Despite the quickening momentum of genomic discovery, the communication, behavioral, and social sciences research needed for translating this discovery into public health applications has lagged behind. The National Human Genome Research Institute held a 2-day workshop in October 2008 convening an interdisciplinary group of scientists to recommend forward-looking priorities for translational research. This research agenda would be designed to redress the top three risk factors (tobacco use, poor diet, and physical inactivity) that contribute to the four major chronic diseases (heart disease, type 2 diabetes, lung disease, and many cancers) and account for half of all deaths worldwide. Three priority research areas were identified: (1) improving the public's genetic literacy in order to enhance consumer skills; (2) gauging whether genomic information improves risk communication and adoption of healthier behaviors more than current approaches; and (3) exploring whether genomic discovery in concert with emerging technologies can elucidate new behavioral intervention targets. Important crosscutting themes also were identified, including the need to: (1) anticipate directions of genomic discovery; (2) take an agnostic scientific perspective in framing research questions asking whether genomic discovery adds value to other health promotion efforts; and (3) consider multiple levels of influence and systems that contribute to important public health problems. The priorities and themes offer a framework for a variety of stakeholders, including those who develop priorities for research funding, interdisciplinary teams engaged in genomics research, and policymakers grappling with how to use the products born of genomics research to address public health challenges. © 2010.


Gwinn M.,McKing Consulting Corporation | Dotson W.D.,Office of Public Health Genomics | Khoury M.J.,Office of Public Health Genomics
PLoS Currents | Year: 2010

Evidence on Genomic Tests is an open access publication option for communicating high-quality, scientific information that is needed to evaluate health applications of genomic research. By using Google's knol platform, we aim to reduce conventional barriers to sharing, updating, and accessing the results of knowledge synthesis and to increase the benefits to authors and users alike. Good, fast, and affordable technologies are driving the "genomics revolution" in biomedical research. The Internet serves as an amplifier, rapidly publishing research findings and publicizing them to a wide audience. Public interest in the field has focused on potential health applications, especially genomic tests for predicting, diagnosing, and managing common diseases. Although many such tests are emerging, information on their clinical validity and utility tends to be scattered and incomplete.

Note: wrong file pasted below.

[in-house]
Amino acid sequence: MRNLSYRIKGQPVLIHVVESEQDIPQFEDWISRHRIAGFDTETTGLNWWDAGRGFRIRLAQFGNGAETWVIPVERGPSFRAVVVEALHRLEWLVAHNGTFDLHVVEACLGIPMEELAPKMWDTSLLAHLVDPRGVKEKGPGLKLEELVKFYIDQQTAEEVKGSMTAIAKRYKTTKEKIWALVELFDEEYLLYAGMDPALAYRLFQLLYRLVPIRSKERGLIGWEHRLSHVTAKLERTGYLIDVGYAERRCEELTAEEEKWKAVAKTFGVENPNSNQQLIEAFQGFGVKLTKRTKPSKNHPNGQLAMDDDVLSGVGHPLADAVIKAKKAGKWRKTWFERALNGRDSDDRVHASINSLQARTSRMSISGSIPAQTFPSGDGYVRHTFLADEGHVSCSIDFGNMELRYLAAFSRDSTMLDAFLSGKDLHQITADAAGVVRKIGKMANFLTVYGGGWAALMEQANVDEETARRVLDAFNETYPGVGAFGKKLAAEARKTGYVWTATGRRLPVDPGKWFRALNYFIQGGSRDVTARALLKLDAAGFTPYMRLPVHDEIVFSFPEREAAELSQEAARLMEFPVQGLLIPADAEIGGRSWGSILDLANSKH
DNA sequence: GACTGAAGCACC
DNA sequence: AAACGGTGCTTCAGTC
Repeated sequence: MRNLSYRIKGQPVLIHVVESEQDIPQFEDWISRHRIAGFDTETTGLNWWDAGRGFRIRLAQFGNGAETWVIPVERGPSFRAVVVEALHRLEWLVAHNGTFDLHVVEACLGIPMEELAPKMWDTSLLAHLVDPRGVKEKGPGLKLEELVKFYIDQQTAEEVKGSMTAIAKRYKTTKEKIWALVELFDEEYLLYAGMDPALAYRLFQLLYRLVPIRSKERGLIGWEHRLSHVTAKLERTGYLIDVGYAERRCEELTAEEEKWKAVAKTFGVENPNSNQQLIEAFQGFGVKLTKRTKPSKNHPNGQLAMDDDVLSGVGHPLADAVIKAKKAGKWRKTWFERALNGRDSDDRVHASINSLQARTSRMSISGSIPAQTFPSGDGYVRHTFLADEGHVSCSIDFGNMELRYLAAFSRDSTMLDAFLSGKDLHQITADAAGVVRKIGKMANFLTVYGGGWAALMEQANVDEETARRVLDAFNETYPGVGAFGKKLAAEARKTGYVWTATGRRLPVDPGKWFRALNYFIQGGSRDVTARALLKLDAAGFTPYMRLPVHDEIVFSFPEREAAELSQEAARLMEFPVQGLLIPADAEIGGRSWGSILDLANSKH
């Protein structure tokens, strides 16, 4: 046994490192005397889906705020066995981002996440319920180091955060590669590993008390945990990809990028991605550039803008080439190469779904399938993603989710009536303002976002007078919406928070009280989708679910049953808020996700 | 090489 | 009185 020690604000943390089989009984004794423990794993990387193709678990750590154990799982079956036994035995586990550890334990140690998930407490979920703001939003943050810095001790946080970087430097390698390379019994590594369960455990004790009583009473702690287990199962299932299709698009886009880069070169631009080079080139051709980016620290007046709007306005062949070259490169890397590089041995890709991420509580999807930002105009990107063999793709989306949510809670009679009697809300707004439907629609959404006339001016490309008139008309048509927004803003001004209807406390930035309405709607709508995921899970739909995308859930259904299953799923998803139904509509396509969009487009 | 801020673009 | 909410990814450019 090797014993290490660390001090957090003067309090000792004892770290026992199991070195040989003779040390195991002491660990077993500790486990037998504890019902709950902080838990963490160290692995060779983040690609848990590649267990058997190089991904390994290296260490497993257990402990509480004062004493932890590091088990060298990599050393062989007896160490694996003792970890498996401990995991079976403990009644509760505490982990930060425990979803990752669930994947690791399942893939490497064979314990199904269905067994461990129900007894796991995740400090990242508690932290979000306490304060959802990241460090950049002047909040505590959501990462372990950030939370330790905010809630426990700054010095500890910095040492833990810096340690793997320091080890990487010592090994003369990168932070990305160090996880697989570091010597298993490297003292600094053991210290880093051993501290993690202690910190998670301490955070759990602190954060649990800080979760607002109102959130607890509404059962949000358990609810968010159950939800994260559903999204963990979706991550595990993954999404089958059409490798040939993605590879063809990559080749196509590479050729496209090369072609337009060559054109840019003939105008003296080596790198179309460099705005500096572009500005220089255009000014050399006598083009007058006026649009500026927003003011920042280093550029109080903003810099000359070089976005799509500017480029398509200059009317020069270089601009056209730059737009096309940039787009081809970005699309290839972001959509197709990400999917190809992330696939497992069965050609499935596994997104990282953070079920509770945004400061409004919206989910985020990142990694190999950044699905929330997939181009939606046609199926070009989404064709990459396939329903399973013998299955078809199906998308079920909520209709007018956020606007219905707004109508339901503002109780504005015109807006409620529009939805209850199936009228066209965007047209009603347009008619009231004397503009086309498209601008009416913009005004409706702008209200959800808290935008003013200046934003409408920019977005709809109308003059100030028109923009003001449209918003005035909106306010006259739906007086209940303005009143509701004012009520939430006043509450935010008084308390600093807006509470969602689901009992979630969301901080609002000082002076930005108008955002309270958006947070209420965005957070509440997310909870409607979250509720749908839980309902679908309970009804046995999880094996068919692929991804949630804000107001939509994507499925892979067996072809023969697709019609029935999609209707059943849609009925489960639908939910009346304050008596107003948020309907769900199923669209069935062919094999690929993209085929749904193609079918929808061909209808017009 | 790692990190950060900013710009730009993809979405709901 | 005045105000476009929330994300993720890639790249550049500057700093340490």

Khoury M.J.,Office of Public Health Genomics | Khoury M.J.,U.S. National Cancer Institute | Gwinn M.L.,Office of Public Health Genomics | Glasgow R.E.,U.S. National Cancer Institute | Kramer B.S.,U.S. National Cancer Institute
American Journal of Preventive Medicine | Year: 2012

The term P4 medicine is used to denote an evolving field of medicine that uses systems biology approaches and information technologies to enhance wellness rather than just treat disease. Its four components include predictive, preventive, personalized, and participatory medicine. In the current paper, it is argued that in order to fulfill the promise of P4 medicine, a "fifth P" must be integrated - the population perspective - into each of the other four components. A population perspective integrates predictive medicine into the ecologic model of health; applies principles of population screening to preventive medicine; uses evidence-based practice to personalize medicine; and grounds participatory medicine on the three core functions of public health: assessment, policy development, and assurance. Population sciences - including epidemiology; behavioral, social, and communication sciences; and health economics, implementation science, and outcomes research - are needed to show the value of P4 medicine. Balanced strategies that implement both population- and individual-level interventions can best maximize health benefits, minimize harm, and avoid unnecessary healthcare costs. © 2012 American Journal of Preventive Medicine.